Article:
Live Shots: Huun Huur Tu, Cowell Theater, 02/11/2010


Sometimes music is so powerful that it can transport you to another world. Huun Huur Tu, a throat-singing group from the Russian Republic of Tuva, create melodies that make you think you're riding a horse through some ancient, windblown prairie.

The four-man band performed Thursday night at the Cowell Theater, bringing with them a variety of ancient and modern instruments, including the igil, a long two-stringed guitar-like instrument made of pine trees, that is held tightly between the knees while played. The igil is decorated with a carved horse's head at the top of the instrument's neck. There was even an instrument made of two real horse hooves, that were clapped together to create the sound of horses galloping. Many of Huun Huur Tu's pieces used throat singing, a type of singing where two or more pitches can be heard at the same time from a single voice.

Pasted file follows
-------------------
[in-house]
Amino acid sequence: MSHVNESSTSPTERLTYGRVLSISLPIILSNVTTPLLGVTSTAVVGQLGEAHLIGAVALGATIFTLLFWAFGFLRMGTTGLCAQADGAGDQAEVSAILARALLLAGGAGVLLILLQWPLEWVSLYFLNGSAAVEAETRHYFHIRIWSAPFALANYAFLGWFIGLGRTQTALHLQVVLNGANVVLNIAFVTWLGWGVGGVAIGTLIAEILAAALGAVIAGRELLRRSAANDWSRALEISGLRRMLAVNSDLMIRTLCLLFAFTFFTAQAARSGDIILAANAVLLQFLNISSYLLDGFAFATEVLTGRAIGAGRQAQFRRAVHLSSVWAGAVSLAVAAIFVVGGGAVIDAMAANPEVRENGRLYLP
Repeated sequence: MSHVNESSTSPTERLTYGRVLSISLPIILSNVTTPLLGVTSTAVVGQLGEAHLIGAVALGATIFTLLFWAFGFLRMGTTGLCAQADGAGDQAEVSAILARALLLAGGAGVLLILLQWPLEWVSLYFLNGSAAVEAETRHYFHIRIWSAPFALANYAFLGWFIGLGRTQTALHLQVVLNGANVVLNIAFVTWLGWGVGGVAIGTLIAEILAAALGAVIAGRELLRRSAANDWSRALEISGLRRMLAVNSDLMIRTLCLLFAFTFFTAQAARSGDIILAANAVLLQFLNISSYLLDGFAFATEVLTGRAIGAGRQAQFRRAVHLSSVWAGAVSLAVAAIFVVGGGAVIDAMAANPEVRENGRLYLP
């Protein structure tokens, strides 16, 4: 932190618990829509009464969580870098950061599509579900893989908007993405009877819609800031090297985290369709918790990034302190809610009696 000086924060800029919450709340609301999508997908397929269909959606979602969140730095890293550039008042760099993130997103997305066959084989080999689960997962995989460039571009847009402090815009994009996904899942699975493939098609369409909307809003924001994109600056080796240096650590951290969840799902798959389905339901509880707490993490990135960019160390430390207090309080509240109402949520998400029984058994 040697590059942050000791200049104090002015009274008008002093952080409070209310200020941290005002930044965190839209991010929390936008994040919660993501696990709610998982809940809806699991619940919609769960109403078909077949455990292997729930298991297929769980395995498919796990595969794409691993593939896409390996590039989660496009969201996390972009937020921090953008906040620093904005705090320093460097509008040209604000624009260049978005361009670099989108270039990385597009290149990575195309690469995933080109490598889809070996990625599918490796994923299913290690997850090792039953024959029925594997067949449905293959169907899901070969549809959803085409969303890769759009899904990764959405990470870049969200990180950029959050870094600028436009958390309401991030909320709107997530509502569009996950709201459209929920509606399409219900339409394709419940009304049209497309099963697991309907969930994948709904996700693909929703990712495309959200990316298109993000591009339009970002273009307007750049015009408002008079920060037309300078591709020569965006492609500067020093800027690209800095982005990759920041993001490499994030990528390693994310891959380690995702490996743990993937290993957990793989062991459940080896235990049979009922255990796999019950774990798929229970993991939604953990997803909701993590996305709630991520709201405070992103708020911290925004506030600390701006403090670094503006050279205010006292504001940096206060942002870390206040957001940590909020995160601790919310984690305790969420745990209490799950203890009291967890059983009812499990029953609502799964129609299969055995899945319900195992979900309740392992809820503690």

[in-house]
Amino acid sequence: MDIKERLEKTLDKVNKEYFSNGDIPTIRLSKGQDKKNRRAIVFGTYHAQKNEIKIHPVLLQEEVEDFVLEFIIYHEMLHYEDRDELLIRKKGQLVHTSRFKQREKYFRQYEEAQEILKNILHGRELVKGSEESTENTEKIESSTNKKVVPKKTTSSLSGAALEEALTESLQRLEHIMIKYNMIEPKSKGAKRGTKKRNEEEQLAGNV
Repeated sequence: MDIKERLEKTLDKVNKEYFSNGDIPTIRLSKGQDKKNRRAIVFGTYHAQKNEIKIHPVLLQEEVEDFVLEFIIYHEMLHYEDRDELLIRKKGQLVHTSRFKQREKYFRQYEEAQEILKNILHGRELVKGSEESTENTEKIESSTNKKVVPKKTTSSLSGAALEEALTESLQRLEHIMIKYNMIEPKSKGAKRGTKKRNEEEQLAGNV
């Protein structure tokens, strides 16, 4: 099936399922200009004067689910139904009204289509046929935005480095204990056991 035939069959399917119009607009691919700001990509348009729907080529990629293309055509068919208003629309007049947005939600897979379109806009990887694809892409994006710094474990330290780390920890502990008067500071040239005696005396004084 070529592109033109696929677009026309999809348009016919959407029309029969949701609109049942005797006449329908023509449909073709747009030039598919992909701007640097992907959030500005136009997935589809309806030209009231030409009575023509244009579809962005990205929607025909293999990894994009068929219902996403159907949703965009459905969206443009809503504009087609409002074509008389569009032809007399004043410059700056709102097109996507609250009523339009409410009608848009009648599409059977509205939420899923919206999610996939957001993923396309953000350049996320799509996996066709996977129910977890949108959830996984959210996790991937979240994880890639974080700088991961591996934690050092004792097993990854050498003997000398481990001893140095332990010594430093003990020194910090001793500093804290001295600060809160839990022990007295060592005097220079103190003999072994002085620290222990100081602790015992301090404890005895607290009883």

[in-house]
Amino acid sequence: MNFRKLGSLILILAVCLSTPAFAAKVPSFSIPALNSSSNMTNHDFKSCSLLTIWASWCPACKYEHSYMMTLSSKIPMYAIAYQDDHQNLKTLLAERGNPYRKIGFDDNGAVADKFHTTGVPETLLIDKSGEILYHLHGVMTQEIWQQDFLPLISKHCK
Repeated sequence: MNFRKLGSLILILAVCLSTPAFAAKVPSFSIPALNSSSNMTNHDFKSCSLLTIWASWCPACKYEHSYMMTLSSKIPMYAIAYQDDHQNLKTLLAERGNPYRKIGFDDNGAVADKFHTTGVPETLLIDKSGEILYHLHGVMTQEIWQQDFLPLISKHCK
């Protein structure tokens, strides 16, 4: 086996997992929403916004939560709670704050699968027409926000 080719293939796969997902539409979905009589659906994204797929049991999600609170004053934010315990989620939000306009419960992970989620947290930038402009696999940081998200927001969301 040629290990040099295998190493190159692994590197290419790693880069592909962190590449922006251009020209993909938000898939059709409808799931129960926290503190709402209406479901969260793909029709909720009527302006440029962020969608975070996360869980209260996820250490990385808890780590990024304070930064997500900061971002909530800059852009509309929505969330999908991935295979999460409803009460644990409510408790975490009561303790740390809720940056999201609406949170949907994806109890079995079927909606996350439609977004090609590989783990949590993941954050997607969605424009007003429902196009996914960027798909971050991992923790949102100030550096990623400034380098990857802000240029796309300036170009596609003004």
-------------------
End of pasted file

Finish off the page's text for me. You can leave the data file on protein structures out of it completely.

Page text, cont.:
The songs Huun Huur Tu performed were about riding, nature, or the power of community. These voices made a wild, almost hypnotic mix of melodies, that for me were space-agey and futuristic -- odd because this technique of singing is an ancient form of Tuvan folk music. I left the theater feeling calmed by the meditative quality of the music, and yet exhilarated by the novelty of the experience. My fiance came with me, and inspired by the performance, he's been trying to recreate the sounds of the Tuvan throat-singing all morning, ha, but somehow it doesn't compare.